Public safety infrastructure and personnel were among the focal points at the Dec. 6 meeting of the Kearny governing body.
More than six months have passed since the Davis Ave. firehouse, between Hoyt St. and Devon Terrace, was emptied of its 16 firefighters and engine after the town construction code office declared the 115-year-old building unsafe primarily because of a weakened roof.
After council members asked to be brought up to speed on the status of Fire Station 1, Fire Chief Steven Dyl said that a new round of bids to fix the problem will be received at 11 a.m. on Dec. 16.
“Hopefully, we can award the job at the Dec. 20 council meeting,” Dyl said. “Our engineer estimates that once work begins, it will take 60 to 90 days to do the roofing.”
In late October, the council voted to reject three bids previously submitted, ranging from $198,000 to more than $400,000. To deal solely with the roof issue, town CFO Shuaib Firozvi said, it has been estimated that the town would need to spend $100,000 but to do the roof and other unspecified upgrades, it would probably need to spend an estimated $400,000.
At the time the last round of bids came in, Firozvi said, “we didn’t have the funding in place to do all the priorities.” So now, he said, the town is seeking approval from the state Division of Local Government Services to go for a bond sale to cover the cost.
Firozvi said an application has been submitted to the state and Kearny is hoping that it will get that approval when a state review board convenes on Dec. 14 – two days before the town opens the new bids.
As the town was occupied drafting an “expanded scope” of bid specifications to accommodate all priorities, another problem cropped up, requiring immediate attention, Dyl said.
“The DPW had to get an outside contractor [Servpro of Nutley/Bloomfield] to clean out a very large pigeon infestation in the attic [of the firehouse],” the chief said. After clearing away the birds and their waste, the contractor did temporary soldering to cover the front of the roof as a “holding pattern,” he said.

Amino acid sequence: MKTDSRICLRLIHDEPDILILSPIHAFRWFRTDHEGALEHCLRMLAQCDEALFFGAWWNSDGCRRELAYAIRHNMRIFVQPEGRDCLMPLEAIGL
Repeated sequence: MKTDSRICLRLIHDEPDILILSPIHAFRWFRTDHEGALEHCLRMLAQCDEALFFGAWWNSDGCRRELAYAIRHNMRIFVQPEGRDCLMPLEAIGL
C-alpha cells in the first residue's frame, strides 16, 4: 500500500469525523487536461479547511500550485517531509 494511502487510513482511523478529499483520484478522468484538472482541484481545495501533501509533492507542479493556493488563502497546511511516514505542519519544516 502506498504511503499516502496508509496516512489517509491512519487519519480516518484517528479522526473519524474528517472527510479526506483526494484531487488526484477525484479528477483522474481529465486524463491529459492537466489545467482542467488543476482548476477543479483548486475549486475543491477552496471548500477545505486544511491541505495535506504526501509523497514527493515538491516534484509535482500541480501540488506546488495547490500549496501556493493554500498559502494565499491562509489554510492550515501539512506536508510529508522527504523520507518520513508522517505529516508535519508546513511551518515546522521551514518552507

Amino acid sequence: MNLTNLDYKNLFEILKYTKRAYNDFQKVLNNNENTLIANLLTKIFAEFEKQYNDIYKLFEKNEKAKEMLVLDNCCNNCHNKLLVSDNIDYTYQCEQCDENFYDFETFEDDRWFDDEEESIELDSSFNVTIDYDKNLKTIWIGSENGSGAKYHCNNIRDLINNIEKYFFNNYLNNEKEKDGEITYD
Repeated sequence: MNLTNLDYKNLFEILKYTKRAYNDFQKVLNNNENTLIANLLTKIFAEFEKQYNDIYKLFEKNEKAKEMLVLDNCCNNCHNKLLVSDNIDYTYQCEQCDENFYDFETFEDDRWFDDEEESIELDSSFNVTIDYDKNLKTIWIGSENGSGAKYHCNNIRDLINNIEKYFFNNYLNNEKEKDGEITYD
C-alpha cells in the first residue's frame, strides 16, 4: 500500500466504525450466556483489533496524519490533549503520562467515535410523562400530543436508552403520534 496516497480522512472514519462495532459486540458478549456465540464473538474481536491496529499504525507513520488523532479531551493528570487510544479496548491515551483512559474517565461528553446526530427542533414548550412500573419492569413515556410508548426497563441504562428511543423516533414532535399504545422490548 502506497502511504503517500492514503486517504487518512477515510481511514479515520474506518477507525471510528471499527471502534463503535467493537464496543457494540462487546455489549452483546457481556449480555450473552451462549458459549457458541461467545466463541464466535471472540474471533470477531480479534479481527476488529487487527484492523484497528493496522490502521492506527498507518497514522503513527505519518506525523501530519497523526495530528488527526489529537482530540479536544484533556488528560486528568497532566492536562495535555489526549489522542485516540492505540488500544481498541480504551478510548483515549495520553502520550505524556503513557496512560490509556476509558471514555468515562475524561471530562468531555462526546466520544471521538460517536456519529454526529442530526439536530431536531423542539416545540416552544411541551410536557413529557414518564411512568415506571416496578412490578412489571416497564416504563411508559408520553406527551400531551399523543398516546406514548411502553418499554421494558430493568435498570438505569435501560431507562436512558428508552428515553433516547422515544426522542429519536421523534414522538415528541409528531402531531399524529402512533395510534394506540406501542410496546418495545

As things now stand, Dyl said, “our No. 1 priority is to get the roof done. … Possibly once that’s done, we can get the [firefighters and rig] back inside” and proceed with the other improvements.
In the meantime, town Construction Official Michael Martello explained, in response to concerns raised by a resident who lives close by the firehouse, that the wood barricades positioned along Davis Ave. will remain as a safety precaution. “The roof rafters could kick out and we don’t want anyone hurt if the roof moves,” he said.
Meanwhile, the governing body is casting its eyes on Texas for a business proposition that it hopes will save Kearny taxpayers money. It’s enlisting the aid of the Houston-Galveston Area Council as a partner in a cooperative purchasing agreement to buy two new fire rigs – a ladder truck and a pumper. It recently passed a bond ordinance to provide funds for those acquisitions.
Dyl said the HGAC would do all the legwork for the town – writing up the bid specifications, handling the bids – and then “we purchase the apparatus from the manufacturer.”
Typically, he said, a new ladder truck could run about $1 million and a pumper, as much as $500,000, but by going through the co-op, “there could be a savings of $50,000 to $60,000.”
Dyl credited members of the KFD’s Apparatus Committee with coming up with the strategy which, he said, promises to be even more persuasive than buying under state contract.
Finally, as relates to the protection of citizenry who shop, the mayor and council voted to introduce an ordinance “requiring entities with more than 65,000 square-feet of retail space engaged in retail sales between the hours of midnight and 6 a.m. to maintain a security force of at least one uniformed man or woman per 30,000 square-feet of retail space during those hours and providing for penalties for violations thereof … a daily fine of $1,000 for each day the first violation occurs and continues to a daily fine of $2,000 for each day any subsequent violation occurs and continues.”
Asked by The Observer which retailers the proposed law would cover, Councilwoman Susan McCurrie, who chairs the council’s ordinance committee, said that Walmart currently is the only business that would qualify under the provisions of the ordinance.
The proposed local mandate for a private concern to hire security personnel “is not to take the place of our own police department,” McCurrie maintained. “The intention here is to add an extra level of vigilance, both in and out of the store … [and] provide some kind of deterrence against crime for the store’s overnight operations.”
Since the Walmart Supercenter on Harrison Ave., with easy access to Rt. 280, opened nearly a decade ago, the KPD has been kept busy responding to hundreds of calls each year from existing security guards at the facility about shoplifting and other criminal incidents, many of which result in arrests.
The ordinance is slated for a public hearing – and adoption – on Dec. 20.